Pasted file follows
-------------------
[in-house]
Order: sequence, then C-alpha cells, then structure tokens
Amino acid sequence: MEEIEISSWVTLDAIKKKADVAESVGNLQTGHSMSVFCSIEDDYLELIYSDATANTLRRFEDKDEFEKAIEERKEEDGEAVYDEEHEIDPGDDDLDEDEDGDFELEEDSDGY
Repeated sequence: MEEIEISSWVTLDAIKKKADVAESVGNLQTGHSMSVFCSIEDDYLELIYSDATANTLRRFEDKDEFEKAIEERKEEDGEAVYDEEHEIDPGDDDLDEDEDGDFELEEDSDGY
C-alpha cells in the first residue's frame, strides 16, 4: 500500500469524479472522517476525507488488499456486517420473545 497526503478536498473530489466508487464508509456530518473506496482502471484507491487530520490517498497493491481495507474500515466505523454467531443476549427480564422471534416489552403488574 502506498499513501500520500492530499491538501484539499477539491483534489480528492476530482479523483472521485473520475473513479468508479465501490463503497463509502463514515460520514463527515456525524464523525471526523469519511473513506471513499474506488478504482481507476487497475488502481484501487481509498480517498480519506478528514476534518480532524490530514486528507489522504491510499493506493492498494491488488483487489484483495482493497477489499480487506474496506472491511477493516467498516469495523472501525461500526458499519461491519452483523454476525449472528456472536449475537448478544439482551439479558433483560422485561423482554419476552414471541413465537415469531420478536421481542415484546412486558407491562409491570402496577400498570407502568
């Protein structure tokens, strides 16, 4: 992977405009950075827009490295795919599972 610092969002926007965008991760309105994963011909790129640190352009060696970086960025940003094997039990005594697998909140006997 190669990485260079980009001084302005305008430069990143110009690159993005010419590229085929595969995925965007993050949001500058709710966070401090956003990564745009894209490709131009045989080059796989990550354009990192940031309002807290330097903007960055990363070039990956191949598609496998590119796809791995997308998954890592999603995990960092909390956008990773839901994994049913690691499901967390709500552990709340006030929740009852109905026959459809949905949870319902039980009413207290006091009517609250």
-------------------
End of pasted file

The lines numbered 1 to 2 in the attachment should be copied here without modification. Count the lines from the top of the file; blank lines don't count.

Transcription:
[in-house]
Order: sequence, then C-alpha cells, then structure tokens